« Science, HIV and COVID-19: perspectives »

An event on the sidelines of the United Nations High-Level Meeting on HIV / AIDS in New York and online from June 8-10 looked at scientific resources relevant to the new strategy and goals. UNAIDS global organizations, as well as the changes in the scientific environment that will accompany the world until 2030, when the Sustainable Development Goal to end AIDS must be met.

In the face of the complexity and multifaceted nature of the global AIDS response, science remains an unwavering force that shapes and adapts the global response. Science also plays a similar role in the other current pandemic: COVID-19. The event provided an opportunity to discuss the role of science and review major and emerging scientific themes that will influence the trajectory of the HIV pandemic as it approaches 2030.
United Nations High-level Meeting on AIDS ends with strong political declaration and ambitious new goals to be achieved by 2025

After weeks of serious discussions, the 2021 United Nations General Assembly High-Level Meeting on HIV / AIDS is coming to a close in New York, United States of America. United Nations member states have adopted an ambitious and achievable new text, the Political Declaration on HIV and AIDS: End Inequalities and Act to End AIDS by 2030.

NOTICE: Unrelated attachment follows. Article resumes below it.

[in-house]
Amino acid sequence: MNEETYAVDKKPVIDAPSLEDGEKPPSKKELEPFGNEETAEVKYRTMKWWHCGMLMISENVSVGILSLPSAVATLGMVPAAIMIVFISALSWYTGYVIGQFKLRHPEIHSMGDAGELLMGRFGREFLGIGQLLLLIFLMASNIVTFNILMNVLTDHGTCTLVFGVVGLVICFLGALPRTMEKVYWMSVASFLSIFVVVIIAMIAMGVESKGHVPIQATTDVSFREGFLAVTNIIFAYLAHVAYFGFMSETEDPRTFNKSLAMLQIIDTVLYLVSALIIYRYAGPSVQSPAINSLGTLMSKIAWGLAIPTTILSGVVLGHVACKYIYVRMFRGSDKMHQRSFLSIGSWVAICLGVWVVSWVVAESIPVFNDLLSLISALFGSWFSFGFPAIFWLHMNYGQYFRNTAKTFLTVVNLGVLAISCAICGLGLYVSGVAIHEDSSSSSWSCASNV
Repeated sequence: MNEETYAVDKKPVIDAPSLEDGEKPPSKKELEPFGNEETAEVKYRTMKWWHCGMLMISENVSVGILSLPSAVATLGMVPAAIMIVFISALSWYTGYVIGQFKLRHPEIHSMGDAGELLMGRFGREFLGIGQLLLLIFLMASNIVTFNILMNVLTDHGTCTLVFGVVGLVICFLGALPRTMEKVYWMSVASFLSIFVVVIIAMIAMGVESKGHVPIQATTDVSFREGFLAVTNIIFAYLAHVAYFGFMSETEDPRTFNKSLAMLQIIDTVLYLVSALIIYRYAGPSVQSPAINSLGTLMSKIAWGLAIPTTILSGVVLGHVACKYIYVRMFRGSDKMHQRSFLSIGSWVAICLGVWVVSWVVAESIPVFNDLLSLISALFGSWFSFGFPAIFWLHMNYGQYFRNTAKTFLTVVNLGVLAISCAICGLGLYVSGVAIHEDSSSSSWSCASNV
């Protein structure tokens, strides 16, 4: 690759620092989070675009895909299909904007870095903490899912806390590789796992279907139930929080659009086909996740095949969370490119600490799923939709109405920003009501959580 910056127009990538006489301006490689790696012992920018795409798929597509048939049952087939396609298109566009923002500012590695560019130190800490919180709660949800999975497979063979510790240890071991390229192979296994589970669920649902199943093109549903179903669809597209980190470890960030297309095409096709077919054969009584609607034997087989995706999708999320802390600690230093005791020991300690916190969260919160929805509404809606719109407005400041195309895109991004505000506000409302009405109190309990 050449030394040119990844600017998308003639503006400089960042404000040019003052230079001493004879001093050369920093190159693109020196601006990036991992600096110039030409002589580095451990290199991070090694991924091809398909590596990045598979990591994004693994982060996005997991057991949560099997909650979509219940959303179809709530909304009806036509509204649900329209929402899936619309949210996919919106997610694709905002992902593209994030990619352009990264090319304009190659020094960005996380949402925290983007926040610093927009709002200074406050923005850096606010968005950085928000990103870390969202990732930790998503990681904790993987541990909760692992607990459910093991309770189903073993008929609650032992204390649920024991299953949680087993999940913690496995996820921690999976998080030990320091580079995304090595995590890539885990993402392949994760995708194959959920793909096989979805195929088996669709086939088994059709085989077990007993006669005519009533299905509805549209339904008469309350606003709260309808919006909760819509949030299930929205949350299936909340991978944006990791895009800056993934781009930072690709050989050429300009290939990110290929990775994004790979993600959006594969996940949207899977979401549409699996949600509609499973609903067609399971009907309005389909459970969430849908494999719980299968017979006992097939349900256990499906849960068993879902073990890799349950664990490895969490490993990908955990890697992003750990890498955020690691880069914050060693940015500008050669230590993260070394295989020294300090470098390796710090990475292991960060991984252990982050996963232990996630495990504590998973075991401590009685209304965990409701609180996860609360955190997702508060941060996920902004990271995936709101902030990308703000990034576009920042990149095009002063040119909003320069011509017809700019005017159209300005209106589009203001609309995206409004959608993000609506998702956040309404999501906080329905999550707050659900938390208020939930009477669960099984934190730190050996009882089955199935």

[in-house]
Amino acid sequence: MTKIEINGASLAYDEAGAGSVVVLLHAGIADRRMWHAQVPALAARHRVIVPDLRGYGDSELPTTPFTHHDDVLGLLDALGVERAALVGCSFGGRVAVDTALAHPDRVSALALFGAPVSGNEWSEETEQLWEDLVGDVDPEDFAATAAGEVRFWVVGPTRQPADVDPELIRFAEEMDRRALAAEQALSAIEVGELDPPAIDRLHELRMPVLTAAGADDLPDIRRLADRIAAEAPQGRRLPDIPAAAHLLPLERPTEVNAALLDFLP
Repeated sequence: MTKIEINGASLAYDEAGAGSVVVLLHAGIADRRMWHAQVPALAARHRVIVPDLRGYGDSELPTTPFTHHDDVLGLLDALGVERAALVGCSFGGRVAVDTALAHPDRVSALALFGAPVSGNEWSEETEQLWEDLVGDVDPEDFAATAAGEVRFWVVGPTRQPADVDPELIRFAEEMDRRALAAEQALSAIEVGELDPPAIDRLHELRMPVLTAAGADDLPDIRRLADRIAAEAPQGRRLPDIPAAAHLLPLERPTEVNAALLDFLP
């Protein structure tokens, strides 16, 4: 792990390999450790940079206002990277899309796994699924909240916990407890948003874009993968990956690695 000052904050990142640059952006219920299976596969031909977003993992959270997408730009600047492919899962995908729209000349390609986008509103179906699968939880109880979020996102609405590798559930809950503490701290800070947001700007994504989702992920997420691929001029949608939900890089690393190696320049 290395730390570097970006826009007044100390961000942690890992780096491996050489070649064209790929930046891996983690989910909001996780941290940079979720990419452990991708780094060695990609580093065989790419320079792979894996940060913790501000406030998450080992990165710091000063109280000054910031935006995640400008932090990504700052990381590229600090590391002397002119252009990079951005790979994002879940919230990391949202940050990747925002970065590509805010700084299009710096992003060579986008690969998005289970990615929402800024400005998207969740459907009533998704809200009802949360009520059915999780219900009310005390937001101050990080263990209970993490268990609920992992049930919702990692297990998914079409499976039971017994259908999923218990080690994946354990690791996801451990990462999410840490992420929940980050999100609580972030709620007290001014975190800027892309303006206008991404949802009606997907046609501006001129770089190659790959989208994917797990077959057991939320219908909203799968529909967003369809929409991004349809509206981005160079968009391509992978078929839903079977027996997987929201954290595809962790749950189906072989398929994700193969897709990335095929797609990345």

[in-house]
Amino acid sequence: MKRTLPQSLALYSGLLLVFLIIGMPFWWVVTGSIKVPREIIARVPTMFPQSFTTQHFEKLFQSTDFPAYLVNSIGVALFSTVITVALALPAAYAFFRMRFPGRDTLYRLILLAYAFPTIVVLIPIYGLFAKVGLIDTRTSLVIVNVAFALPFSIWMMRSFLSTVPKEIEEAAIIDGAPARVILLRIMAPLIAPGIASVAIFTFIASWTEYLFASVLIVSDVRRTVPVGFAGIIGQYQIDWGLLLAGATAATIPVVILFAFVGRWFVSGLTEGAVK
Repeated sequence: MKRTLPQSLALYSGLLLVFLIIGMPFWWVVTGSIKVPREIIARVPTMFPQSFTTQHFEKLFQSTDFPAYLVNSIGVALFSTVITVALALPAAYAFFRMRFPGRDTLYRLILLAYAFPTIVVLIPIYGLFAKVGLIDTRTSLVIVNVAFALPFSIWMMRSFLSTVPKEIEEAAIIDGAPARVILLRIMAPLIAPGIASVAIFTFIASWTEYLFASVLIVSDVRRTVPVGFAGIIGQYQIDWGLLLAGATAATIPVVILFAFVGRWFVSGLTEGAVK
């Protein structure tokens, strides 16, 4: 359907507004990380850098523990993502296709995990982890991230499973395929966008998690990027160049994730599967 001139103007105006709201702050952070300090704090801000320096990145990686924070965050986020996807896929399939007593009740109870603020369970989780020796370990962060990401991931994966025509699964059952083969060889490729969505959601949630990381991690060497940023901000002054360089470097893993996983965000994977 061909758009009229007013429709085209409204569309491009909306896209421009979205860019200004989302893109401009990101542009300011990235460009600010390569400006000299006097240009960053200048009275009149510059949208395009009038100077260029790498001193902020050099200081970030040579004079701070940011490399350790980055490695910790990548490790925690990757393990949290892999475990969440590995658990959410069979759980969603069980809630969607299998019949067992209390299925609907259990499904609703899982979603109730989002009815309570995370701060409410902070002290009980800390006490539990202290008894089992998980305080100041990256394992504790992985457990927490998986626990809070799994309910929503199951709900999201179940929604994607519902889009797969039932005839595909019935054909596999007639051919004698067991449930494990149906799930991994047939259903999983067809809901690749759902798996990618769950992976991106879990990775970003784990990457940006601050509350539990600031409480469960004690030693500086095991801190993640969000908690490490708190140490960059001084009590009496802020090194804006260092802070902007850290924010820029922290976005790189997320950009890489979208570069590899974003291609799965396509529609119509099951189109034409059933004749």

This statement is based on evidence and human rights, and will serve as an important roadmap for moving the global response to HIV forward over the next five years. Important advances were made in the 2021 political declaration. These include new targets to ensure that 95% of people at risk of HIV infection use combination HIV prevention services, to provide more emphasis on service delivery by communities (including a target to ensure that 80% of services for key populations are provided by communities), and a commitment to end inequalities, going far beyond of the Sustainable Development Goal, Reduce inequalities.

The High-Level Meeting on AIDS was convened by the President of the General Assembly, and the ambassadors of Australia and Namibia led the negotiations on the Political Declaration as co-facilitators. 193 Member States sat for three days. There were 14 presidents, five vice-presidents and four prime ministers among the speakers, and many high-level dignitaries also participated in the thematic panel discussions and the 30 umbrella program events that took place throughout the week.